… updated on Tuesday, November 17, 2020 16:49 UTC
IP Renumbering in Disaster Avoidance Data Center Designs
It’s hard for me to admit, but there just might be a corner use case for split subnets and inter-DC bridging: even if you move a cold VM between data centers in a controlled disaster avoidance process (moving live VMs rarely makes sense), you might not be able to change its IP address due to hard-coded IP addresses, be it in application code or configuration files.
Disaster recovery is a different beast: if you’ve lost the primary DC, it doesn’t hurt if you instantiate the same subnet in the backup DC.
However, before jumping headfirst into a misty pool filled with unicorn tears (actually, a brittle solution with too many moving parts that usually makes no sense), let’s see if there are alternatives. Here are some ideas in exponentially decreasing order of preference:
Ever heard of DNS? If the application uses hardcoded addresses in its clients or between servers, there’s not much you can do, but one would expect truly hardcoded addresses only in home-brewed craplications … and masterpieces created by those “programming gurus” that never realized hostnames should be used in configuration files instead of IP addresses.
If your application is somewhat well-behaved, there are all sorts of dynamic DNS solutions that you can use to automatically associate server’s new IP address with its DNS FQDN. Windows clusters do that automatically, many DHCP servers automatically create dynamic DNS entries after client address allocation, and there are numerous Linux clients that you can use even with static IP addresses.
Host routes? For whatever reason some people think host routes are worse than long-distance bridging. They’re not – if nothing else, you have all the forwarding information in one place … and modern L3 switches use hosts routes for directly connected IP hosts anyway.
Automatic network-side configuration of host routes is mission impossible. Local Area Mobility (LAM) worked years ago, but was not supported in data center switches until Cumulus Networks reinvented it with Redistribute ARP.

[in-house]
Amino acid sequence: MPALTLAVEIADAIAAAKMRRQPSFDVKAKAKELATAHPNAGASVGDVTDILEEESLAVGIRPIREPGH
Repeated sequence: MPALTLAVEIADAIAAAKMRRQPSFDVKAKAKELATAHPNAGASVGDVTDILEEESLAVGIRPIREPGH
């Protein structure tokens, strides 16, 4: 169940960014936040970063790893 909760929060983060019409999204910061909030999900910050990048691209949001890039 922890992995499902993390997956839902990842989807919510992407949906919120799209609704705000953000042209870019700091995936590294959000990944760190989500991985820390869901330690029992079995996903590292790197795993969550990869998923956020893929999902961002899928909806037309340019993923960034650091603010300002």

… and the only other mechanism I could think of that wouldn’t involve loads of homemade scripting glue is OpenFlow-driven RIB modification supposedly working on Juniper MX routers.
Routing protocols? Routing protocols running on servers were pretty popular years ago (that’s how IBM implemented IP multipathing on mainframes). Instead of configuring hardcoded IP address on server’s LAN interface, configure it on a loopback, and run BGP between servers and adjacent ToR switches… and whatever you do, please don’t use OSPF. Some IBM mainframes were a single link failure away from becoming the core data center router.
Yeah, I know, a stupid solution like this requires actual changes to server configurations … and it’s so much easier to pretend the problem doesn’t exist and claim that the network should support whatever we throw at it ;)
Route Health Injection on load balancers? Same idea as server-side routing protocols, but implemented in front of the whole application infrastructure.
Assuming your application sits behind a load balancer and you’re doing a cold migration of all application components in one step, you can preconfigure all the required IP subnets in the disaster recovery site (after all, they’re hidden behind a load balancer) and rely on the load balancer to insert the publicly visible route to the application’s public IP address once everything is ready to go.
The universal duct tape – NAT. If the clients use DNS to connect to the servers, but the servers have to use fixed IP addresses, use NAT to hide server subnets behind different public IP addresses (one per site).
Obviously you have to move the whole application infrastructure at once if you want to use this approach or things will break really badly.
Apart from the usual NAT-is-bad and NAT-breaks-things mantras, there are a few additional drawbacks:
- Clients have to rely on changed DNS records as you cannot insert a host route into the outside network like a load balancer can with RHI.
- NAT devices usually don’t support dynamic DNS registration, so you have to change the DNS entries “manually”.
Virtual appliances? Duncan Epping proposed using vShield Edge as a NAT device.
While that idea didn’t sound so great when I wrote the original blog post, that’s how most overlay virtual networks implement overlay-to-physical gateways, and at least VMware decided to use BGP as the only routing protocol in this scenario.
Anything else? I’m positive I’ve missed an elegant idea or two. Your comments are most welcome … including those telling me why the ideas mentioned above would never be implementable.